Delhi To Re-engage Separatists13 October 2011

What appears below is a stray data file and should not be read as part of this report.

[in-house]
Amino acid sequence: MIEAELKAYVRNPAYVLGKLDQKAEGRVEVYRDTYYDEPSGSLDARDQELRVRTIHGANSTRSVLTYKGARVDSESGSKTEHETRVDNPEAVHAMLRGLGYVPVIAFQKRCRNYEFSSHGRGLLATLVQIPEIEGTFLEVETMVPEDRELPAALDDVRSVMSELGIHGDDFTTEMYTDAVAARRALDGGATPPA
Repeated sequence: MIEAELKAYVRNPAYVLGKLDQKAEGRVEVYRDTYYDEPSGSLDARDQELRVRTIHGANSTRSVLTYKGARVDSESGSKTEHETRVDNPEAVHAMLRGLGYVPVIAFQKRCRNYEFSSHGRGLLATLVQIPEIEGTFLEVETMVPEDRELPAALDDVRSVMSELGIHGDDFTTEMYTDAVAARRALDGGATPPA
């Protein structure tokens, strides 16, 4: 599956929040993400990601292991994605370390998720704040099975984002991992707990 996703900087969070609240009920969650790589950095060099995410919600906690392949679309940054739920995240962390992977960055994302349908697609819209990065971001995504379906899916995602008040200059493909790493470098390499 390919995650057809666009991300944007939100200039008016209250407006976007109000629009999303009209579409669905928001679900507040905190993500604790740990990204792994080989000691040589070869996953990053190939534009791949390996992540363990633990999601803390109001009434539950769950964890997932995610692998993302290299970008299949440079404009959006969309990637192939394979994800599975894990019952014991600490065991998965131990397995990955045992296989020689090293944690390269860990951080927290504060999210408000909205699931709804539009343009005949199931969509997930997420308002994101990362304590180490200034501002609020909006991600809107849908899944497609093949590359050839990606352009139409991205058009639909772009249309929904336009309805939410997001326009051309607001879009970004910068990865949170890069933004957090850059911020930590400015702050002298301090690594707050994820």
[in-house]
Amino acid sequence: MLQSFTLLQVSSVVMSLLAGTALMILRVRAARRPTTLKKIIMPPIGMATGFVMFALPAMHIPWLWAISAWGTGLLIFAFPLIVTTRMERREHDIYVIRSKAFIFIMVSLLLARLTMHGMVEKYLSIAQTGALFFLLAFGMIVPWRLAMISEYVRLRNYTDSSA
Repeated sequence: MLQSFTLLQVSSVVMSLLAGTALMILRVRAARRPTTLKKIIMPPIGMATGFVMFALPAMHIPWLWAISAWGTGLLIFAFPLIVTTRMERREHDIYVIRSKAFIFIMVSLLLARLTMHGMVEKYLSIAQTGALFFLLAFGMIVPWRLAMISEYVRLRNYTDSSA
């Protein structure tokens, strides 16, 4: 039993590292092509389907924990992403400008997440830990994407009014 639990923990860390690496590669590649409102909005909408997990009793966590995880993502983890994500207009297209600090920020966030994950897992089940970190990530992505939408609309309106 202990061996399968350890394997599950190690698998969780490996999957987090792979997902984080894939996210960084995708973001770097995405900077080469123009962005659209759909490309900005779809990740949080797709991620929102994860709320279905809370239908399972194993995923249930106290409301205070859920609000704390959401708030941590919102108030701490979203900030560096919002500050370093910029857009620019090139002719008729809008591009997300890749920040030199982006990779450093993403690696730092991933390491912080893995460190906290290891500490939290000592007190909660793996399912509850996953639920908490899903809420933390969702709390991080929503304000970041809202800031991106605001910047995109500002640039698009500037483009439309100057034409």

Srinagar: With much hyped report on Kashmir submitted by the three interlocutors - Dileep Padgaonkar, Radha Kumar and MM Ansari - failing to make any ground-breaking impact in Jammu and Kashmir, New Delhi is contemplating to reopen channels of communication with the separatist leadership. Invitation for talks is likely to be sent by the Prime Minister Office (PMO) to top separatist leaders in Kashmir and the parleys may be at the Home Minister or the Prime Minister’s level, informed sources told Greater Kashmir. The proposed talks, according to sources, would follow an All Party Meeting on Kashmir where a joint appeal would be made to the Prime Minister to hold direct parleys with the separatists. The report submitted by the interlocutors Wednesday may be one of the key documents to be referred when Prime Minister Dr Manmohan Singh finally decides to make another serious attempt to resolve the Kashmir issue by engaging with the separatists sometime next year before his proposed visit to Pakistan, sources said. The talks will enable a smoother dialogue with Pakistan. “In order to facilitate the process major demands of separatists, including revocation of Armed Forces Special Powers Act, reducing the strength of security forces in the Valley, releasing political detainees, will be looked into,” sources said. “Kashmir remaining calm this year has helped New Delhi’s cause. No major incident of human rights violations has been reported from any part of the state. This can help leaders in New Delhi to at least claim that human rights violations in the region have declined,” sources said and added that the Government of India wants to grab the opportunity and reengage with the separatists for “meaningful” talks. They maintained that the government was looking at some radical recommendations that would take care of the concerns of many factions, especially the separatists, that have stake in the Kashmir issue. Talks between New Delhi and Hurriyat Conference (M) have remained stalled since 2005. “An understanding reached between Dr Singh and then Pakistan President Parvez Musharraf between 2004 and 2006 is not entirely a dead letter. These can be revived depending on the political situation in Pakistan,” sources added. The Chairman of Hurriyat Conference (M) Mirwaiz Umar Farooq believes that till ground situation in Kashmir does not improve talks cannot serve any purpose. “Hurriyat has always reiterated that meaningful dialogue involving India, Pakistan and Kashmiris, only can lead to the resolution of the Kashmir issue. We have never been averse to talks,” Mirwaiz told Greater Kashmir. The Mirwaiz, however, was quick to add that till date holding talks with New Delhi at the Prime Ministerial level has not served any purpose. “We met the then Prime Minister Atal Behari Vajpayee and his deputy Lal Krishan Advani in 2004. After the change of guard in New Delhi in 2005 we met the Prime Minister Dr Manmohan Singh twice,” he said. Recalling his meeting with Prime Minister Dr Singh he said, “We had requested him to ensure that black laws applicable in JK be repealed, political prisoners be set free, demilitarization of JK and human rights violations should stop. We had told him that killings and talks cannot go together.” “Everything is possible,” Mirwaiz quoted Dr Singh as having told the Hurriyat delegation then. Besides Mirwaiz other Hurriyat leaders who met the Prime Minister included Bilal Gani Lone, Moulana Abbas Ansari, Abdul Gani Bhatt and Fazl Haq Qureshi. “After that meeting none of our suggestions were implemented. Hurriyat believes till India does not give up its rigidity and stops harping that Kashmir is its integral part talks or no talks won’t make any difference,” he added. However, another senior Hurriyat (M) leader said that they have already got feelers for talks at the highest level in New Delhi. While JKLF chairman Muhammad Yasin Malik refused to comment, Hurriyat Conference (G) chairman Syed Ali Shah Geelani said they will react when the invitation comes. BACKGROUND Pertinently, in January and March 2004, then deputy prime minister L K Advani held two rounds of talks with the Hurriyat leadership, which did not throw up any concrete solution except the photo ops. But it was for the first time New Delhi had agreed to Hurriyat’s long-standing demand for talks with the highest levels in the government of India. Later Hurriyat (M) held talks with Prime Minister Dr Manmohan Singh in September 2005. It was the first dialogue since a Congress-party led coalition took power in 2004 and came ahead of the Prime Minister’s talks with then Pakistani President Parvez Musharraf. In May 2006 Hurriyat (M) leaders held fresh talks with Prime Minister Dr Manmohan Singh. Dr Singh and Hurriyat leaders after the talks had claimed that they had agreed to establish a system to discuss solutions to Kashmir dispute. “To carry this decision forward, we have undertaken to evolve very shortly a mechanism to carry out a continuous dialogue,” Mirwaiz Umar Farooq had told reporters after the meeting. Dr Singh had described the talks as a “meeting of minds. “This augurs well for the future of Jammu and Kashmir, for the people of India and our region,” PM’s then spokesman Sanjay Baru had quoted Dr Singh as having said.